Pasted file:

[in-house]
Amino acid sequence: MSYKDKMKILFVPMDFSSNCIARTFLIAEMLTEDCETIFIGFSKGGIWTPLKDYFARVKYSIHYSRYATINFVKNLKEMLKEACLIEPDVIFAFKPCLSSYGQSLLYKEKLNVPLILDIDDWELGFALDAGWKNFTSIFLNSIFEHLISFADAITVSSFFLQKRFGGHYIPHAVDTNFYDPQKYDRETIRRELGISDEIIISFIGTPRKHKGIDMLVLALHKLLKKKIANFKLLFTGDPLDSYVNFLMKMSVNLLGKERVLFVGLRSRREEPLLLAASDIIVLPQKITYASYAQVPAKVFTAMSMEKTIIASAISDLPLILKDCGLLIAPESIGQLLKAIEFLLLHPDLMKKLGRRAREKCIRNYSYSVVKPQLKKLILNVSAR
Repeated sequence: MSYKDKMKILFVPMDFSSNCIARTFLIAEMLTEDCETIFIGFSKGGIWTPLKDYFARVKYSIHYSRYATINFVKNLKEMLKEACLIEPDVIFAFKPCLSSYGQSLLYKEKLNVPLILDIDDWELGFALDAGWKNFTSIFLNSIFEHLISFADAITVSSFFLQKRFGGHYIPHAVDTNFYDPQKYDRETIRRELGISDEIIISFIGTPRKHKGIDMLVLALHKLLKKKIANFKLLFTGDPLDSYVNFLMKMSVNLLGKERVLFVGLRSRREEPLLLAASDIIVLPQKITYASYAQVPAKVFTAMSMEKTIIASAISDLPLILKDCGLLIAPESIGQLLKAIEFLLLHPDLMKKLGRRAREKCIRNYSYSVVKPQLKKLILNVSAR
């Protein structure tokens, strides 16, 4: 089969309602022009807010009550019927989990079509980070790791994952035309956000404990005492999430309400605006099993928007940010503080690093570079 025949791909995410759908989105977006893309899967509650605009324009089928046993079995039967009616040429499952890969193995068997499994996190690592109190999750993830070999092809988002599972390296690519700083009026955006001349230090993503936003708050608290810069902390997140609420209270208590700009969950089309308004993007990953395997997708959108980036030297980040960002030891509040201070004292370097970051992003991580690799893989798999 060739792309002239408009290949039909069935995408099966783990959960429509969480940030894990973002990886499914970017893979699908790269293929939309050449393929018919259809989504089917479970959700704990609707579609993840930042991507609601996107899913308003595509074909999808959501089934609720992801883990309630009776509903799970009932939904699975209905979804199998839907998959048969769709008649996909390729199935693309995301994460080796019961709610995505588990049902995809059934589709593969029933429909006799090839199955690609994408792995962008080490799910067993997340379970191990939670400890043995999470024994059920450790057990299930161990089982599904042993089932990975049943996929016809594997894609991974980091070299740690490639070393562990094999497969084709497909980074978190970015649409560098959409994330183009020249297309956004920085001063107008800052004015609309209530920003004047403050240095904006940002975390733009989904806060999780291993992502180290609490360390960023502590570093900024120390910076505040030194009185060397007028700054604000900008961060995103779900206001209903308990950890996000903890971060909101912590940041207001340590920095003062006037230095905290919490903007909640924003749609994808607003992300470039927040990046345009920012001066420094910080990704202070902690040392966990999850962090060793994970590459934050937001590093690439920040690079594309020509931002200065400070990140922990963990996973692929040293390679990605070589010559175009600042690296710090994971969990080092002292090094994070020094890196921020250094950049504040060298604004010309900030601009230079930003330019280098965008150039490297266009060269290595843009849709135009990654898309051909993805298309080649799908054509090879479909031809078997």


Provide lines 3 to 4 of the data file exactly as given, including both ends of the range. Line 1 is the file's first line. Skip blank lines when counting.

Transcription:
Repeated sequence: MSYKDKMKILFVPMDFSSNCIARTFLIAEMLTEDCETIFIGFSKGGIWTPLKDYFARVKYSIHYSRYATINFVKNLKEMLKEACLIEPDVIFAFKPCLSSYGQSLLYKEKLNVPLILDIDDWELGFALDAGWKNFTSIFLNSIFEHLISFADAITVSSFFLQKRFGGHYIPHAVDTNFYDPQKYDRETIRRELGISDEIIISFIGTPRKHKGIDMLVLALHKLLKKKIANFKLLFTGDPLDSYVNFLMKMSVNLLGKERVLFVGLRSRREEPLLLAASDIIVLPQKITYASYAQVPAKVFTAMSMEKTIIASAISDLPLILKDCGLLIAPESIGQLLKAIEFLLLHPDLMKKLGRRAREKCIRNYSYSVVKPQLKKLILNVSAR
């Protein structure tokens, strides 16, 4: 089969309602022009807010009550019927989990079509980070790791994952035309956000404990005492999430309400605006099993928007940010503080690093570079 025949791909995410759908989105977006893309899967509650605009324009089928046993079995039967009616040429499952890969193995068997499994996190690592109190999750993830070999092809988002599972390296690519700083009026955006001349230090993503936003708050608290810069902390997140609420209270208590700009969950089309308004993007990953395997997708959108980036030297980040960002030891509040201070004292370097970051992003991580690799893989798999 060739792309002239408009290949039909069935995408099966783990959960429509969480940030894990973002990886499914970017893979699908790269293929939309050449393929018919259809989504089917479970959700704990609707579609993840930042991507609601996107899913308003595509074909999808959501089934609720992801883990309630009776509903799970009932939904699975209905979804199998839907998959048969769709008649996909390729199935693309995301994460080796019961709610995505588990049902995809059934589709593969029933429909006799090839199955690609994408792995962008080490799910067993997340379970191990939670400890043995999470024994059920450790057990299930161990089982599904042993089932990975049943996929016809594997894609991974980091070299740690490639070393562990094999497969084709497909980074978190970015649409560098959409994330183009020249297309956004920085001063107008800052004015609309209530920003004047403050240095904006940002975390733009989904806060999780291993992502180290609490360390960023502590570093900024120390910076505040030194009185060397007028700054604000900008961060995103779900206001209903308990950890996000903890971060909101912590940041207001340590920095003062006037230095905290919490903007909640924003749609994808607003992300470039927040990046345009920012001066420094910080990704202070902690040392966990999850962090060793994970590459934050937001590093690439920040690079594309020509931002200065400070990140922990963990996973692929040293390679990605070589010559175009600042690296710090994971969990080092002292090094994070020094890196921020250094950049504040060298604004010309900030601009230079930003330019280098965008150039490297266009060269290595843009849709135009990654898309051909993805298309080649799908054509090879479909031809078997």